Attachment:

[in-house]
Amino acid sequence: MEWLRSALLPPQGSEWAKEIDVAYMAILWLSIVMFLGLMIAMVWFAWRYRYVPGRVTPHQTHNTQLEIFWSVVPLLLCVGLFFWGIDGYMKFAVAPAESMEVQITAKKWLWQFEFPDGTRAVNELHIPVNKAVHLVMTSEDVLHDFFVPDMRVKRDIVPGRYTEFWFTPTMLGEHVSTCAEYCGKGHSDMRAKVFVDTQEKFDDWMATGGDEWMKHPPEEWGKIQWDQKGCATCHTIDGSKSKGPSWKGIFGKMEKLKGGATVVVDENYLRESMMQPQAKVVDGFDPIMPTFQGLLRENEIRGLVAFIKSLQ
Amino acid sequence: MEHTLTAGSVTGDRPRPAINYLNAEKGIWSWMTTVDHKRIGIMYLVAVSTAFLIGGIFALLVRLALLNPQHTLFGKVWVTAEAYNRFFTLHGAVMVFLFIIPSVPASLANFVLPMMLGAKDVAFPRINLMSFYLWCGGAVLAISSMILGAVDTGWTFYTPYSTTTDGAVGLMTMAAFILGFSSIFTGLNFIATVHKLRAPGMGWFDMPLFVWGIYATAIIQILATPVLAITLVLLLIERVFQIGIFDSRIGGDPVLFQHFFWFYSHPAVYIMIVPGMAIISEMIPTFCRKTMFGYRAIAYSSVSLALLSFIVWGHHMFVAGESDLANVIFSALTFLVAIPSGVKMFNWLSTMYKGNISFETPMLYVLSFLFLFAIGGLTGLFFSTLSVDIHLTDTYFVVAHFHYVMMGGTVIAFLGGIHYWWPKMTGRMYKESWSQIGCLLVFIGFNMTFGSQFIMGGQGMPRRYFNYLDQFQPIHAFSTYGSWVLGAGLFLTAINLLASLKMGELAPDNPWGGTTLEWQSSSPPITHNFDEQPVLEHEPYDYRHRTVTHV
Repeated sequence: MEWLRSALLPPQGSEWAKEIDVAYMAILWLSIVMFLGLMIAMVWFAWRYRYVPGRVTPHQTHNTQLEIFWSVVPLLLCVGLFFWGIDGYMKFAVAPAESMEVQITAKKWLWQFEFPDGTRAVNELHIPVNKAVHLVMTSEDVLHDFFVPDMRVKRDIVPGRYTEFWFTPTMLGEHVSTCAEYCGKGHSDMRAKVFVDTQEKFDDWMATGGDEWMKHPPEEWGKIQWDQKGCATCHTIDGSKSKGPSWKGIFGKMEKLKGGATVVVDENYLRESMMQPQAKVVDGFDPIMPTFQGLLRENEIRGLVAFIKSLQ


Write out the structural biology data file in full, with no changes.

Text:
[in-house]
Amino acid sequence: MEWLRSALLPPQGSEWAKEIDVAYMAILWLSIVMFLGLMIAMVWFAWRYRYVPGRVTPHQTHNTQLEIFWSVVPLLLCVGLFFWGIDGYMKFAVAPAESMEVQITAKKWLWQFEFPDGTRAVNELHIPVNKAVHLVMTSEDVLHDFFVPDMRVKRDIVPGRYTEFWFTPTMLGEHVSTCAEYCGKGHSDMRAKVFVDTQEKFDDWMATGGDEWMKHPPEEWGKIQWDQKGCATCHTIDGSKSKGPSWKGIFGKMEKLKGGATVVVDENYLRESMMQPQAKVVDGFDPIMPTFQGLLRENEIRGLVAFIKSLQ
Amino acid sequence: MEHTLTAGSVTGDRPRPAINYLNAEKGIWSWMTTVDHKRIGIMYLVAVSTAFLIGGIFALLVRLALLNPQHTLFGKVWVTAEAYNRFFTLHGAVMVFLFIIPSVPASLANFVLPMMLGAKDVAFPRINLMSFYLWCGGAVLAISSMILGAVDTGWTFYTPYSTTTDGAVGLMTMAAFILGFSSIFTGLNFIATVHKLRAPGMGWFDMPLFVWGIYATAIIQILATPVLAITLVLLLIERVFQIGIFDSRIGGDPVLFQHFFWFYSHPAVYIMIVPGMAIISEMIPTFCRKTMFGYRAIAYSSVSLALLSFIVWGHHMFVAGESDLANVIFSALTFLVAIPSGVKMFNWLSTMYKGNISFETPMLYVLSFLFLFAIGGLTGLFFSTLSVDIHLTDTYFVVAHFHYVMMGGTVIAFLGGIHYWWPKMTGRMYKESWSQIGCLLVFIGFNMTFGSQFIMGGQGMPRRYFNYLDQFQPIHAFSTYGSWVLGAGLFLTAINLLASLKMGELAPDNPWGGTTLEWQSSSPPITHNFDEQPVLEHEPYDYRHRTVTHV
Repeated sequence: MEWLRSALLPPQGSEWAKEIDVAYMAILWLSIVMFLGLMIAMVWFAWRYRYVPGRVTPHQTHNTQLEIFWSVVPLLLCVGLFFWGIDGYMKFAVAPAESMEVQITAKKWLWQFEFPDGTRAVNELHIPVNKAVHLVMTSEDVLHDFFVPDMRVKRDIVPGRYTEFWFTPTMLGEHVSTCAEYCGKGHSDMRAKVFVDTQEKFDDWMATGGDEWMKHPPEEWGKIQWDQKGCATCHTIDGSKSKGPSWKGIFGKMEKLKGGATVVVDENYLRESMMQPQAKVVDGFDPIMPTFQGLLRENEIRGLVAFIKSLQ